Undocumented Irish-born: We must care for children born here

In March of last year Leo Varadkar proposed a deal with the United States offering visas and residence rights to Americans who want to move to Ireland in exchange for protection for the undocumented Irish in the US.

Undocumented Irish-born: We must care for children born here

In March of last year Leo Varadkar proposed a deal with the United States offering visas and residence rights to Americans who want to move to Ireland in exchange for protection for the undocumented Irish in the US.

It was recognition on the part of the Irish Government that there are still thousands of Irish people who are living on the margins of society in the US because their status as immigrants has never been legitimised.

That proposed agreement is still a work in progress and the issue of the undocumented Irish also featured last month in a conversation between the Taoiseach and the US president at Shannon when Donald Trump arrived in Ireland, following his state visit to the UK.

The Taoiseach is anxious not to abandon those Irish nationals in the US and that is, of course, laudable and welcome. However, neither he nor his Government appear to have given much thought to the plight of undocumented people here, particularly children and young people.

As a survey published today shows, there are many Irish-born but undocumented children and young people here long term, yet their status has not been legitimised. Their status flows directly from a referendum in 2004 that removed the automatic right to citizenship for all children born in the Republic of Ireland. Now, only children with at least one Irish parent have that entitlement.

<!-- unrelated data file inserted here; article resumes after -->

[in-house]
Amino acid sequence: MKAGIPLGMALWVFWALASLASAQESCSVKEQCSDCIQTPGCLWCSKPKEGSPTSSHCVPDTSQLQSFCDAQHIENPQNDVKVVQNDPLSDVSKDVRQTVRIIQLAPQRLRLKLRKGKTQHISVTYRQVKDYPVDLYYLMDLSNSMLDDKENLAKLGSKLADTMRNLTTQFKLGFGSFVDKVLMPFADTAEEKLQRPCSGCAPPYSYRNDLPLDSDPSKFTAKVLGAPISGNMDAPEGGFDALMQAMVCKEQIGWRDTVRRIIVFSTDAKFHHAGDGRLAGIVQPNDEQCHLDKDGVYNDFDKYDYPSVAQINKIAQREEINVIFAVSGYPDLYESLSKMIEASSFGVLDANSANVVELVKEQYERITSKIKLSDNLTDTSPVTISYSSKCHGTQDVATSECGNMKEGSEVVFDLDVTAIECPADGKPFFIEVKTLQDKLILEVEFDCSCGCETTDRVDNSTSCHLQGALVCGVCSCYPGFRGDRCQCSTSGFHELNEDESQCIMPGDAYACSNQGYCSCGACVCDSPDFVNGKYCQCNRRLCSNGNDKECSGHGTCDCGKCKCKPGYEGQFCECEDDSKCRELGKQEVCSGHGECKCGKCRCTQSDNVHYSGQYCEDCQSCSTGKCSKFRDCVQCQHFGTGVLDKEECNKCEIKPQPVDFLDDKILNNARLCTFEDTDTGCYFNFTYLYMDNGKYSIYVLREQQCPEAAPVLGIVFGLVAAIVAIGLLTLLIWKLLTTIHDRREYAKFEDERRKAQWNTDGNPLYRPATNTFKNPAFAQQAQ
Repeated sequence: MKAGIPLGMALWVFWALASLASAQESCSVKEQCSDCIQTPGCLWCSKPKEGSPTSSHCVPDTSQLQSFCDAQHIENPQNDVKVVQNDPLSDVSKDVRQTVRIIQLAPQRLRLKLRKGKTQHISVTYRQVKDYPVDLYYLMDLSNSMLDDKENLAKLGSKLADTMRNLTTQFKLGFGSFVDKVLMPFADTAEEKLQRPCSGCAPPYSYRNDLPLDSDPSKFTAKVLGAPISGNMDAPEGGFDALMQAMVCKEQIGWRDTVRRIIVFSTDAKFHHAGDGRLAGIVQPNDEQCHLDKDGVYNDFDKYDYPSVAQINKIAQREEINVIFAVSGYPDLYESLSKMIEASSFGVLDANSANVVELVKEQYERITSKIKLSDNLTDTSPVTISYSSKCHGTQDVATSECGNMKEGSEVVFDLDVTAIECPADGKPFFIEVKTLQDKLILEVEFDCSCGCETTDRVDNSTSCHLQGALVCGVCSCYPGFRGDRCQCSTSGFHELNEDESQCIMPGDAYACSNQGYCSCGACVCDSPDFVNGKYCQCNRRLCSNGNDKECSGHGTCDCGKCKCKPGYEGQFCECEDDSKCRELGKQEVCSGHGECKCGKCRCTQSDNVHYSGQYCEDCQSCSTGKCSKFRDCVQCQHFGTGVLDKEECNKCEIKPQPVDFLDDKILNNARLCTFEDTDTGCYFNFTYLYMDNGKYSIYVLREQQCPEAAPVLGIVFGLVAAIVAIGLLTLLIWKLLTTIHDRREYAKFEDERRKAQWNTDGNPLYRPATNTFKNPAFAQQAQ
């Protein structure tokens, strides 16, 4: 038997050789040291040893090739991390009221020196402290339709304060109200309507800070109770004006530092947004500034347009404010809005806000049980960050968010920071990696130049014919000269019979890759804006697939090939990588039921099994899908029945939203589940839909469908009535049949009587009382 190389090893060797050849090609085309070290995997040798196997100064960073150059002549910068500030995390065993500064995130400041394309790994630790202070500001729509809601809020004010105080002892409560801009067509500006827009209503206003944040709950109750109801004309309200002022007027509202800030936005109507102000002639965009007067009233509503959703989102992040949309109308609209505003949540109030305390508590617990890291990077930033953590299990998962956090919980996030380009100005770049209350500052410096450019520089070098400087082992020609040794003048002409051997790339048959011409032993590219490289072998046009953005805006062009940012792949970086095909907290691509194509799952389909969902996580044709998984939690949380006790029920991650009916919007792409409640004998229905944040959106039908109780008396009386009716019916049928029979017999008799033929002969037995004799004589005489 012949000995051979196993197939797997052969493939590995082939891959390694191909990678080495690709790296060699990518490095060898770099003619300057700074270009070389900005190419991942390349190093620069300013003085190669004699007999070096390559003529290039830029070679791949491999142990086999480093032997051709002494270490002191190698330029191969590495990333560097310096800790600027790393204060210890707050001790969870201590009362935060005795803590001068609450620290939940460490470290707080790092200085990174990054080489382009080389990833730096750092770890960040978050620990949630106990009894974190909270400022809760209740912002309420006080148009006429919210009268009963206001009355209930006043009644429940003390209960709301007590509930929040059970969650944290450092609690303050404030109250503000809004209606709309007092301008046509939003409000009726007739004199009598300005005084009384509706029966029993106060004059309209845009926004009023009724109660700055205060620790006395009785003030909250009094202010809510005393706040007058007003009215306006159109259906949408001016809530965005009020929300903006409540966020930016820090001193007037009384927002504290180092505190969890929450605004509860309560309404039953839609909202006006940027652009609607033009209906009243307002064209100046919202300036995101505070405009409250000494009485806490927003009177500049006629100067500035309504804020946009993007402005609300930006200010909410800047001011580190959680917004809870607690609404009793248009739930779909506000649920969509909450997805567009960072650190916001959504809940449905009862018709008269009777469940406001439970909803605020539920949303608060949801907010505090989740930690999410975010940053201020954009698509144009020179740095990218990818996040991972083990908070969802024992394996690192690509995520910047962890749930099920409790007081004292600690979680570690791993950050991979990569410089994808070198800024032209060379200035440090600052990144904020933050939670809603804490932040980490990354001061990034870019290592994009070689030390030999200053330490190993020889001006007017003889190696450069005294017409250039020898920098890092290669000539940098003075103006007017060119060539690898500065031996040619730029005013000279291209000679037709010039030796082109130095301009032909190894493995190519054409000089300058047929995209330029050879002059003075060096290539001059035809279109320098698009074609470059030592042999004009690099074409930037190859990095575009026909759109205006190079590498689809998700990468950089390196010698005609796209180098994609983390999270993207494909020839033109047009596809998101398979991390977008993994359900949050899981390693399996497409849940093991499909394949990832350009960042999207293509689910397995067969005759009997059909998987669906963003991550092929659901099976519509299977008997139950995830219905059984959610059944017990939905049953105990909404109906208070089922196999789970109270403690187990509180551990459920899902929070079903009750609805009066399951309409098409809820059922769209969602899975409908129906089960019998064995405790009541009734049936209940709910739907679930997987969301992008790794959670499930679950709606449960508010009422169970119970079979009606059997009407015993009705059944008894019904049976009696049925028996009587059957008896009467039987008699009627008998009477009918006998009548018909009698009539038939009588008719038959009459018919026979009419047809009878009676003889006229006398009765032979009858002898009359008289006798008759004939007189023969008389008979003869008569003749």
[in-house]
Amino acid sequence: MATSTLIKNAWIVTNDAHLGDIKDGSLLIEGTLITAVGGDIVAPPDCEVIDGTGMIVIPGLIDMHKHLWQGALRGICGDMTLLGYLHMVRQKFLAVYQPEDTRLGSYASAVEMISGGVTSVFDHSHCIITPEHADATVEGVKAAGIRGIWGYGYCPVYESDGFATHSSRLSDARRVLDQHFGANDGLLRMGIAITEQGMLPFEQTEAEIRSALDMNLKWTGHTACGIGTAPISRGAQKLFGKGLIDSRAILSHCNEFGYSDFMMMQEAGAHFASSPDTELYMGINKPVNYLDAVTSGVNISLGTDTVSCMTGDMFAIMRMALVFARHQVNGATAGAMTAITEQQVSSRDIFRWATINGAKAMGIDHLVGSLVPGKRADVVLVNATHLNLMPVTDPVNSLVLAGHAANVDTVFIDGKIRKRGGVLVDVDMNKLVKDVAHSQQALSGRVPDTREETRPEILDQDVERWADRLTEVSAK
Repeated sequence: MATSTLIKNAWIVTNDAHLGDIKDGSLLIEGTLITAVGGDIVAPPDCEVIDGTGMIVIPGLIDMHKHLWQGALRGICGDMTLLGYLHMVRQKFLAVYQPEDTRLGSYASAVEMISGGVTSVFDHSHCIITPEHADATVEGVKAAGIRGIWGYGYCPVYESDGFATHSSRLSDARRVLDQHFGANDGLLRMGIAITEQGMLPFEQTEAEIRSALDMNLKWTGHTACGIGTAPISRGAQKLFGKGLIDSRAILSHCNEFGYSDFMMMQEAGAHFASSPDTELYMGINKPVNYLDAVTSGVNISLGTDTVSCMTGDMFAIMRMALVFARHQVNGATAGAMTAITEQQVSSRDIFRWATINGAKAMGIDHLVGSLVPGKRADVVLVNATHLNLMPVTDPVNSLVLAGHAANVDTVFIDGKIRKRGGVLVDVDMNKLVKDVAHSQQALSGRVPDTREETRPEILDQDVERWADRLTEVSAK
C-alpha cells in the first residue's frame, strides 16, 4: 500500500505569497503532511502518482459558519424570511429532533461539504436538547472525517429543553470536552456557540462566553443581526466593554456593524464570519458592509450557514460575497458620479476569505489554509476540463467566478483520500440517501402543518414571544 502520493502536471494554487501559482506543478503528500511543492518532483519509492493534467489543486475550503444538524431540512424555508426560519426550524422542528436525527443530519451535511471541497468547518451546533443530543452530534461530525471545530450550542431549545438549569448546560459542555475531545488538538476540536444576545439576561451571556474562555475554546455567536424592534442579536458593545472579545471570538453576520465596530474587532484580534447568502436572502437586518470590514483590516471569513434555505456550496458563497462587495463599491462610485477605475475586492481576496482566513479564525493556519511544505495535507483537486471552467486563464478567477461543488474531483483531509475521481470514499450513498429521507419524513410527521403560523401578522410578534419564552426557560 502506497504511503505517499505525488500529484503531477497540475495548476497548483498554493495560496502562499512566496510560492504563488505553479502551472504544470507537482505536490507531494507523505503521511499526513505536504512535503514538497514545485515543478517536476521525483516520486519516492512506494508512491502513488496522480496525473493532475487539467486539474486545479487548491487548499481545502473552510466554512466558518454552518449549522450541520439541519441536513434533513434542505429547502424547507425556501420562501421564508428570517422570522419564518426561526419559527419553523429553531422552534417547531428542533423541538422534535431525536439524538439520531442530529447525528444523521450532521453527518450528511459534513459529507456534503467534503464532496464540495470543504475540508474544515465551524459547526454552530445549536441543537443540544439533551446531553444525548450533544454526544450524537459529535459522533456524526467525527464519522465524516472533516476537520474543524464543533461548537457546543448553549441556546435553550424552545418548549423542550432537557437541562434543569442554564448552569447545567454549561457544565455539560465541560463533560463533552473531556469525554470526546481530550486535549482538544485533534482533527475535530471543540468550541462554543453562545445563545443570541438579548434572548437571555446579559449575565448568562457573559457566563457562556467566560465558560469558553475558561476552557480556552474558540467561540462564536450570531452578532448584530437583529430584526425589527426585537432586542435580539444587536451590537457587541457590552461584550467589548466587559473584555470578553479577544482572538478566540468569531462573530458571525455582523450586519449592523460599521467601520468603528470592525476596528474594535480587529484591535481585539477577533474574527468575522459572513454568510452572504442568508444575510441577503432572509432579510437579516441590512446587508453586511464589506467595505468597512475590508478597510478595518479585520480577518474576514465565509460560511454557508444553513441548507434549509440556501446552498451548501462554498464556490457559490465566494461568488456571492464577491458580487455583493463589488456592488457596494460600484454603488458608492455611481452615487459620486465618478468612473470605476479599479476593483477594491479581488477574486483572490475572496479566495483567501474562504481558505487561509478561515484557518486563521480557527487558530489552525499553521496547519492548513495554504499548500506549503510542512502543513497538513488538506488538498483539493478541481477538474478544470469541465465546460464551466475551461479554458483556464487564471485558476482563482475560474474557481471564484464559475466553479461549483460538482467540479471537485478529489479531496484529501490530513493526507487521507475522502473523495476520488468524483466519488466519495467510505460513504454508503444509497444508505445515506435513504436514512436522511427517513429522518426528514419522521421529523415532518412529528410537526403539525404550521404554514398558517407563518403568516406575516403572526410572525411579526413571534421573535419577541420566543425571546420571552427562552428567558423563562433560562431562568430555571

It is the one key differences between the undocumented here and those living in the United States. Under the Fourteenth Amendment to the US Constitution, adopted in 1868, citizenship is automatically granted to anyone born within and subject to the jurisdiction of the United States.That means that children of illegal immigrants are automatically entitled to citizenship if they were born there.

In recent years, Ireland has taken great strides in gender equality and human rights but acting humanely towards child migrants is not among them. Indeed, some of the children born in Ireland around the time of the referendum have faced deportation.

In one high-profile case last year, Eric Zhi Ying Xue — a nine-year-old from Bray, Co Wicklow — faced removal from the state despite having been here for his entire life.

His case was taken on by Health Minister Simon Harris who said:

The idea that a nine-year-old boy who is as much from Wicklow as I am … would be told that he is ‘going back’ to China, a country he had never been to, was simply ludicrous.

Nevertheless, the reason for that is because more than 79% of the electorate voted to make sure that children born in Ireland to two foreign parents would have no right to citizenship. The Irish Born Child Scheme, brought in in 2005, has allowed some children to remain here but it is only a stop-gap measure.

Justice Minister Charlie Flanagan has said there are no plans to revisit this amendment but there is no need to. The 27th amendment to the Constitution does not prevent our elected representatives from acting sensibly and humanely. It is up to all Irish citizens to demand that they do so.

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